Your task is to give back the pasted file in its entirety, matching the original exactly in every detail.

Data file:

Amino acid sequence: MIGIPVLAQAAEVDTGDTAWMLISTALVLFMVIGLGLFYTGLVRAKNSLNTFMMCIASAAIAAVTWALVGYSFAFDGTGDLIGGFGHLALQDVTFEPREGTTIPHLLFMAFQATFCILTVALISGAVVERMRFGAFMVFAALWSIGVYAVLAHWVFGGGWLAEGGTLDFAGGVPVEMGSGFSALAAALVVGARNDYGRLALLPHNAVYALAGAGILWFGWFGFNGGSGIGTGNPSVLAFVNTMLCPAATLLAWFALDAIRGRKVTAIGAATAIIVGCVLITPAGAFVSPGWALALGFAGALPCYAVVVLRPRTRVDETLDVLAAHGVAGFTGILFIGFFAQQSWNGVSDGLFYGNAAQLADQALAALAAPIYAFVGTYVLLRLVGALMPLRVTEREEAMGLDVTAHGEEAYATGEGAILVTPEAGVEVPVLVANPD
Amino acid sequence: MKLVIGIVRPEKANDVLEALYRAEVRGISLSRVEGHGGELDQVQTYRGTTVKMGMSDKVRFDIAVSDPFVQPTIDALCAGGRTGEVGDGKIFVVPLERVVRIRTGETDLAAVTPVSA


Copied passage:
Amino acid sequence: MIGIPVLAQAAEVDTGDTAWMLISTALVLFMVIGLGLFYTGLVRAKNSLNTFMMCIASAAIAAVTWALVGYSFAFDGTGDLIGGFGHLALQDVTFEPREGTTIPHLLFMAFQATFCILTVALISGAVVERMRFGAFMVFAALWSIGVYAVLAHWVFGGGWLAEGGTLDFAGGVPVEMGSGFSALAAALVVGARNDYGRLALLPHNAVYALAGAGILWFGWFGFNGGSGIGTGNPSVLAFVNTMLCPAATLLAWFALDAIRGRKVTAIGAATAIIVGCVLITPAGAFVSPGWALALGFAGALPCYAVVVLRPRTRVDETLDVLAAHGVAGFTGILFIGFFAQQSWNGVSDGLFYGNAAQLADQALAALAAPIYAFVGTYVLLRLVGALMPLRVTEREEAMGLDVTAHGEEAYATGEGAILVTPEAGVEVPVLVANPD
Amino acid sequence: MKLVIGIVRPEKANDVLEALYRAEVRGISLSRVEGHGGELDQVQTYRGTTVKMGMSDKVRFDIAVSDPFVQPTIDALCAGGRTGEVGDGKIFVVPLERVVRIRTGETDLAAVTPVSA